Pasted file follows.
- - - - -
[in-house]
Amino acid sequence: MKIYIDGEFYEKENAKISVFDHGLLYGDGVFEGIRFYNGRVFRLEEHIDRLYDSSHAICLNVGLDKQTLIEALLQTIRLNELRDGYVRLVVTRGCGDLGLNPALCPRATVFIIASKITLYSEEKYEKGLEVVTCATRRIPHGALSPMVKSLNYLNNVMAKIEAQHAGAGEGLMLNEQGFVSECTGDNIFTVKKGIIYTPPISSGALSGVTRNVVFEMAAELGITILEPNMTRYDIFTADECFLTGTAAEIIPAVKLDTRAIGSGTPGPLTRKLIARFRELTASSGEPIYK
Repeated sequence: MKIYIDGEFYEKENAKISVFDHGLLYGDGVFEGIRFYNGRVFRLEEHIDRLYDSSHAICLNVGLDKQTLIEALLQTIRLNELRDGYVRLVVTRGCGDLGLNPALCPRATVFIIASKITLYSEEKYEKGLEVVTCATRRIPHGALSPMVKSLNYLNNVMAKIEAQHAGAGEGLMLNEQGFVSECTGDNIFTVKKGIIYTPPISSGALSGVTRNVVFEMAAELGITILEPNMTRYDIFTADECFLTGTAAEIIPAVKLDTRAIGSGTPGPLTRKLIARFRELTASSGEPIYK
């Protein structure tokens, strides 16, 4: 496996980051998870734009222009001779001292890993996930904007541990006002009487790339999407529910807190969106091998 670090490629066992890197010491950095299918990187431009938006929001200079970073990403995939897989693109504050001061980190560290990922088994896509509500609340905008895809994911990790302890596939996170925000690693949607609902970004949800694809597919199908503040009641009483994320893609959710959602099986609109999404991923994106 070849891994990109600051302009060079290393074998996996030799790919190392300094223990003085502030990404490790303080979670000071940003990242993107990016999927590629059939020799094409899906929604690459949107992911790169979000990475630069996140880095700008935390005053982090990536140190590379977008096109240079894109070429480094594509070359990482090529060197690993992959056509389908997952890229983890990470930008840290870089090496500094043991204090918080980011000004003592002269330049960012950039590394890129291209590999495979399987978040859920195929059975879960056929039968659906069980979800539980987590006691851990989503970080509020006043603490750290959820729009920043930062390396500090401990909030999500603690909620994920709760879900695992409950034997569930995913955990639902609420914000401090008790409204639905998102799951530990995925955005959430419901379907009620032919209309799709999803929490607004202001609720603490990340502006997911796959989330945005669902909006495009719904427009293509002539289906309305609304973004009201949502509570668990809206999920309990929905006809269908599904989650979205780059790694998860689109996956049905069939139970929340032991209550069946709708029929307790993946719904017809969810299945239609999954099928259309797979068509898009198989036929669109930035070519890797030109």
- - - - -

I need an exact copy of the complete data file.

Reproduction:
[in-house]
Amino acid sequence: MKIYIDGEFYEKENAKISVFDHGLLYGDGVFEGIRFYNGRVFRLEEHIDRLYDSSHAICLNVGLDKQTLIEALLQTIRLNELRDGYVRLVVTRGCGDLGLNPALCPRATVFIIASKITLYSEEKYEKGLEVVTCATRRIPHGALSPMVKSLNYLNNVMAKIEAQHAGAGEGLMLNEQGFVSECTGDNIFTVKKGIIYTPPISSGALSGVTRNVVFEMAAELGITILEPNMTRYDIFTADECFLTGTAAEIIPAVKLDTRAIGSGTPGPLTRKLIARFRELTASSGEPIYK
Repeated sequence: MKIYIDGEFYEKENAKISVFDHGLLYGDGVFEGIRFYNGRVFRLEEHIDRLYDSSHAICLNVGLDKQTLIEALLQTIRLNELRDGYVRLVVTRGCGDLGLNPALCPRATVFIIASKITLYSEEKYEKGLEVVTCATRRIPHGALSPMVKSLNYLNNVMAKIEAQHAGAGEGLMLNEQGFVSECTGDNIFTVKKGIIYTPPISSGALSGVTRNVVFEMAAELGITILEPNMTRYDIFTADECFLTGTAAEIIPAVKLDTRAIGSGTPGPLTRKLIARFRELTASSGEPIYK
């Protein structure tokens, strides 16, 4: 496996980051998870734009222009001779001292890993996930904007541990006002009487790339999407529910807190969106091998 670090490629066992890197010491950095299918990187431009938006929001200079970073990403995939897989693109504050001061980190560290990922088994896509509500609340905008895809994911990790302890596939996170925000690693949607609902970004949800694809597919199908503040009641009483994320893609959710959602099986609109999404991923994106 070849891994990109600051302009060079290393074998996996030799790919190392300094223990003085502030990404490790303080979670000071940003990242993107990016999927590629059939020799094409899906929604690459949107992911790169979000990475630069996140880095700008935390005053982090990536140190590379977008096109240079894109070429480094594509070359990482090529060197690993992959056509389908997952890229983890990470930008840290870089090496500094043991204090918080980011000004003592002269330049960012950039590394890129291209590999495979399987978040859920195929059975879960056929039968659906069980979800539980987590006691851990989503970080509020006043603490750290959820729009920043930062390396500090401990909030999500603690909620994920709760879900695992409950034997569930995913955990639902609420914000401090008790409204639905998102799951530990995925955005959430419901379907009620032919209309799709999803929490607004202001609720603490990340502006997911796959989330945005669902909006495009719904427009293509002539289906309305609304973004009201949502509570668990809206999920309990929905006809269908599904989650979205780059790694998860689109996956049905069939139970929340032991209550069946709708029929307790993946719904017809969810299945239609999954099928259309797979068509898009198989036929669109930035070519890797030109």